Both Gus Van Sant's Milk and Darren Aronofsky's The Wrestler trace the journey of men hurtling toward inevitable devastation.
With Milk, history dictates that San Francisco City Supervisor Harvey Milk (a Jew from Woodmere!) was shot to death on November 27, 1978 by fellow politician Dan White, so Milk's sad demise is clear from the outset; and in The Wrestler, screenwriter Robert D. Siegel leaves us with a decrepit old wrestler, Randy “The Ram” Robinson, body tenuously held together by pills, booze, and wire, leaping from the top ropes, likely toward a black abyss or some other dark and mysterious realm.
Though The Wrestler ends with a certain hopeful ambiguity and Milk a cold finality (with only a sprinkling of semi-optimism based on overall accomplishment), Milk is the brighter film, the better film, and it's star, Sean Penn, pulls off the real comeback. The Wrestler's Mickey Rourke is receiving all the hype and glory, but Penn delivers the tough guy gone sensitive performance of the season. (To be honest, Rourke actually comes in third behind Penn and Jean Claude Van Damme for JCVD).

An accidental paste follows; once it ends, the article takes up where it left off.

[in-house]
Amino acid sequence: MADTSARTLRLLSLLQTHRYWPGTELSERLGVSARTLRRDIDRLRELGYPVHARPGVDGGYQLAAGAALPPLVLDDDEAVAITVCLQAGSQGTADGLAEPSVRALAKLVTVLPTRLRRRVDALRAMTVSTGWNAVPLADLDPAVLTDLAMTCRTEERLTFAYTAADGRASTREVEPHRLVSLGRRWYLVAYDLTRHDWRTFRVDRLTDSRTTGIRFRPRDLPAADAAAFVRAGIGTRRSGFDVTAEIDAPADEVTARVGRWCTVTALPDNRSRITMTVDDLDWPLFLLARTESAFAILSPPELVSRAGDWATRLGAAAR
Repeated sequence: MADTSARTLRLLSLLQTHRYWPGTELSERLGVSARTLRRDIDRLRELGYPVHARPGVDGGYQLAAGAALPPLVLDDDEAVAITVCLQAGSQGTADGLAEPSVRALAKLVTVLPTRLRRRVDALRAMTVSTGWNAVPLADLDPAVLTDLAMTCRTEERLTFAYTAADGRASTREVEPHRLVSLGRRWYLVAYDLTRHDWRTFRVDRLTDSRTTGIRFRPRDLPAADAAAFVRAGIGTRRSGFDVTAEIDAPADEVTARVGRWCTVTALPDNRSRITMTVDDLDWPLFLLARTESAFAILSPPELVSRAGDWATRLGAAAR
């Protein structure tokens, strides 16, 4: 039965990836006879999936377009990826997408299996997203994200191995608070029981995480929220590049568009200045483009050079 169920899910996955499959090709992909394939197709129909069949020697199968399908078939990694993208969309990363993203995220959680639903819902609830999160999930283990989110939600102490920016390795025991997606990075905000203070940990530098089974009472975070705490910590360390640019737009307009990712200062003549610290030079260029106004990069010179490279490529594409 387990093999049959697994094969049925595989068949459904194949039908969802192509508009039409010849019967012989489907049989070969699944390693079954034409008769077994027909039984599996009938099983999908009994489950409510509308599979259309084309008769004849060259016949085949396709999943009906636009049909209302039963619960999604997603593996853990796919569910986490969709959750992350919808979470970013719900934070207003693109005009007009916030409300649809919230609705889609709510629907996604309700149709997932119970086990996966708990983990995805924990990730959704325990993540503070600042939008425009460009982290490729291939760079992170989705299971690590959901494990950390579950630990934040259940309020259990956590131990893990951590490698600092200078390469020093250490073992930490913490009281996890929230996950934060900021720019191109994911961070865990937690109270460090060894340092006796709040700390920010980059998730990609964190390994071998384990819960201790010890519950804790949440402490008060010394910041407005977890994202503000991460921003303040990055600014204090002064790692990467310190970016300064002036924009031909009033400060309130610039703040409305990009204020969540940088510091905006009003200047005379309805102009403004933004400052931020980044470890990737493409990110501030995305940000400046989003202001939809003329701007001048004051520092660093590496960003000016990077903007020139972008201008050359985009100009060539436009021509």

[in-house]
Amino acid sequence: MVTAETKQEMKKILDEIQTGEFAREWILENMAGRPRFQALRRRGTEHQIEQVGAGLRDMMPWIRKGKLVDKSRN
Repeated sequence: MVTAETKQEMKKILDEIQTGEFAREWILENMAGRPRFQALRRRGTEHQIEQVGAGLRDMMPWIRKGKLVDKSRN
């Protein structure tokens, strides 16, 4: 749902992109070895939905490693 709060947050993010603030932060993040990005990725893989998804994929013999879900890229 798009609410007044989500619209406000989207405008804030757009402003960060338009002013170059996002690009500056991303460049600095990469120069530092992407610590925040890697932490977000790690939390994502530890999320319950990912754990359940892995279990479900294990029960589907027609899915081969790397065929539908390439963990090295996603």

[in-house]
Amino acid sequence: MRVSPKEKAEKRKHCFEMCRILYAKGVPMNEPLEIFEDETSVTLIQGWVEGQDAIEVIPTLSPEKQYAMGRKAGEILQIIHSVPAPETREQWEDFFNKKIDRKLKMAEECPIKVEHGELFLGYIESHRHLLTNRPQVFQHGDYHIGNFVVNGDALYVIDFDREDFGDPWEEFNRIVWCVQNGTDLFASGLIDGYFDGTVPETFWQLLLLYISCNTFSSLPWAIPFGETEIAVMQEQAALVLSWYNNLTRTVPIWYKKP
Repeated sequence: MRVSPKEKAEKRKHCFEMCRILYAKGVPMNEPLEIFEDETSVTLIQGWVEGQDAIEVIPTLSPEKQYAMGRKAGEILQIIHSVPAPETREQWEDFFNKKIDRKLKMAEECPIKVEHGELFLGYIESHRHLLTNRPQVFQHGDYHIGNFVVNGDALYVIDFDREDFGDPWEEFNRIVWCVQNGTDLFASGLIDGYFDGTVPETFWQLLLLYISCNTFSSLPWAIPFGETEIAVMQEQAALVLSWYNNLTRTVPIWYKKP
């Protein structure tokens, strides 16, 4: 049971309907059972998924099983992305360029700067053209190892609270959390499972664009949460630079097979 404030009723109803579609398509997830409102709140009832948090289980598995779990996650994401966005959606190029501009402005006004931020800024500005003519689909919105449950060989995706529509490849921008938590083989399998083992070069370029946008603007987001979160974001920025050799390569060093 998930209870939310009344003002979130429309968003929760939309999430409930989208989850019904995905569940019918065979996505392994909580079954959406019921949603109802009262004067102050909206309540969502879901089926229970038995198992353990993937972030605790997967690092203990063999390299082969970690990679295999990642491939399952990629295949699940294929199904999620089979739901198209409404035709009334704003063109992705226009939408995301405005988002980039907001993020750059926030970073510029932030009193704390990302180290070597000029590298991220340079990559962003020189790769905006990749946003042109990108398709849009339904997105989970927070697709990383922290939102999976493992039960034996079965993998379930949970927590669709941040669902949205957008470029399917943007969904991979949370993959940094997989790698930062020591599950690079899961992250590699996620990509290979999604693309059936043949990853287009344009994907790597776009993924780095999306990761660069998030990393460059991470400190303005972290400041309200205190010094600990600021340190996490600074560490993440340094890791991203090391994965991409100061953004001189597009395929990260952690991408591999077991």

It is rather astounding that Penn and Rourke will be competing for Best Actor awards across the board in 2008 (although deserving, Van Damme has not the credibility). Rourke is only four years older than Penn yet because of his relative absence, hard living, and surgically enhanced features, he seems almost ancient, as if from another era (if not dimension). When both young, brooding actors were coming up in the early 80's one could have imagined promising careers for both and that they would be competing for the juiciest roles in Hollywood for decades to come. In 1982, each starred in a major milestone movie; Rourke in Barry Levinson's Diner and Penn in Amy Heckerling's Fast Times at Ridgemont High, and each followed up with critically acclaimed performances in more serious fare. But Rourke threw it away somewhere in the late 80's, allegedly due to a combination of vanity and recklessness, while Penn, also guilty of personality extremes, managed to keep it together enough to c raft a world class career in the movie business. So although we love to lift up the underdog and champion the hard-luck loser, what feat is more impressive: A has-been, muscle freak, former stud lusting for one more chance in the limelight while trying to rectify a wasted life perfectly playing a has-been, muscle freak, former stud lusting for one more chance in the limelight while trying to rectify a wasted life, OR, a consummate professional actor known for playing hardened, somber, tormented men perfectly playing the exuberant, love and cheer generator that was this country's first openly gay public official. Sure, Mickey Rourke makes the better story and interview, but Sean Penn serves up the better product. And since when do we not account for range? Rourke is convincing and honest, marvelous and touching, but he's not required to channel emotions that linger far and away from the man he has become. It is Sean Penn in Milk who must create something completely foreign to his understanding and sell it as if he felt Harvey Milk's struggle with every fiber of his being